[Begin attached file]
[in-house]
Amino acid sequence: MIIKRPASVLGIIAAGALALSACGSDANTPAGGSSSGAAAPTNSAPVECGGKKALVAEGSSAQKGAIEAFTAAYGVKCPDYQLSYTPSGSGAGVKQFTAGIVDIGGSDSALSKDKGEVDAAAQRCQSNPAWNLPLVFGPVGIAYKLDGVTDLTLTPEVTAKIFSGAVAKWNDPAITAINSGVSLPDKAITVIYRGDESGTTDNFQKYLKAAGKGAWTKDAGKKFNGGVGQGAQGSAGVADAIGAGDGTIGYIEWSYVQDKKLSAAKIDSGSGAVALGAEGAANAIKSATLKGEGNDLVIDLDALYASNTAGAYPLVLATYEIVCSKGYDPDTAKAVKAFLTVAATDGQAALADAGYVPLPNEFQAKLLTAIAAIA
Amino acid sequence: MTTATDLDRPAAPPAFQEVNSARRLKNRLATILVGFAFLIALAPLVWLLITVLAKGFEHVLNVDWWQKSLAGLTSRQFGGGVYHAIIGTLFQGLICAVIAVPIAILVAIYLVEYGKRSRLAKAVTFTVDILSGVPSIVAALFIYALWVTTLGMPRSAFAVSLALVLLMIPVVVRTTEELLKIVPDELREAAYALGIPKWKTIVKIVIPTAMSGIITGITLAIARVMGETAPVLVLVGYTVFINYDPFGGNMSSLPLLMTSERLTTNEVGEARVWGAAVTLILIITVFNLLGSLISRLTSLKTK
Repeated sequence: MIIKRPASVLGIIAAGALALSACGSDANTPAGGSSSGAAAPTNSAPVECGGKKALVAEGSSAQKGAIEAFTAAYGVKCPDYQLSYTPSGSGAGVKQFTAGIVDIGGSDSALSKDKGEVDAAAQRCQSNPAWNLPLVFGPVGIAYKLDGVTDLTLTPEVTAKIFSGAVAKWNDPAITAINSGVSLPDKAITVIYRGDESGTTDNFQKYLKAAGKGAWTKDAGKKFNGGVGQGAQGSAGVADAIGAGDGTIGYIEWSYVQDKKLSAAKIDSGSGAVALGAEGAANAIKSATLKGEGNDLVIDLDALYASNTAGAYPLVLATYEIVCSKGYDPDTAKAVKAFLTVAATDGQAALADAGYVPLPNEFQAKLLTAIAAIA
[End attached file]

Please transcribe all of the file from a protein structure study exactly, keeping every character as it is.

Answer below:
[in-house]
Amino acid sequence: MIIKRPASVLGIIAAGALALSACGSDANTPAGGSSSGAAAPTNSAPVECGGKKALVAEGSSAQKGAIEAFTAAYGVKCPDYQLSYTPSGSGAGVKQFTAGIVDIGGSDSALSKDKGEVDAAAQRCQSNPAWNLPLVFGPVGIAYKLDGVTDLTLTPEVTAKIFSGAVAKWNDPAITAINSGVSLPDKAITVIYRGDESGTTDNFQKYLKAAGKGAWTKDAGKKFNGGVGQGAQGSAGVADAIGAGDGTIGYIEWSYVQDKKLSAAKIDSGSGAVALGAEGAANAIKSATLKGEGNDLVIDLDALYASNTAGAYPLVLATYEIVCSKGYDPDTAKAVKAFLTVAATDGQAALADAGYVPLPNEFQAKLLTAIAAIA
Amino acid sequence: MTTATDLDRPAAPPAFQEVNSARRLKNRLATILVGFAFLIALAPLVWLLITVLAKGFEHVLNVDWWQKSLAGLTSRQFGGGVYHAIIGTLFQGLICAVIAVPIAILVAIYLVEYGKRSRLAKAVTFTVDILSGVPSIVAALFIYALWVTTLGMPRSAFAVSLALVLLMIPVVVRTTEELLKIVPDELREAAYALGIPKWKTIVKIVIPTAMSGIITGITLAIARVMGETAPVLVLVGYTVFINYDPFGGNMSSLPLLMTSERLTTNEVGEARVWGAAVTLILIITVFNLLGSLISRLTSLKTK
Repeated sequence: MIIKRPASVLGIIAAGALALSACGSDANTPAGGSSSGAAAPTNSAPVECGGKKALVAEGSSAQKGAIEAFTAAYGVKCPDYQLSYTPSGSGAGVKQFTAGIVDIGGSDSALSKDKGEVDAAAQRCQSNPAWNLPLVFGPVGIAYKLDGVTDLTLTPEVTAKIFSGAVAKWNDPAITAINSGVSLPDKAITVIYRGDESGTTDNFQKYLKAAGKGAWTKDAGKKFNGGVGQGAQGSAGVADAIGAGDGTIGYIEWSYVQDKKLSAAKIDSGSGAVALGAEGAANAIKSATLKGEGNDLVIDLDALYASNTAGAYPLVLATYEIVCSKGYDPDTAKAVKAFLTVAATDGQAALADAGYVPLPNEFQAKLLTAIAAIA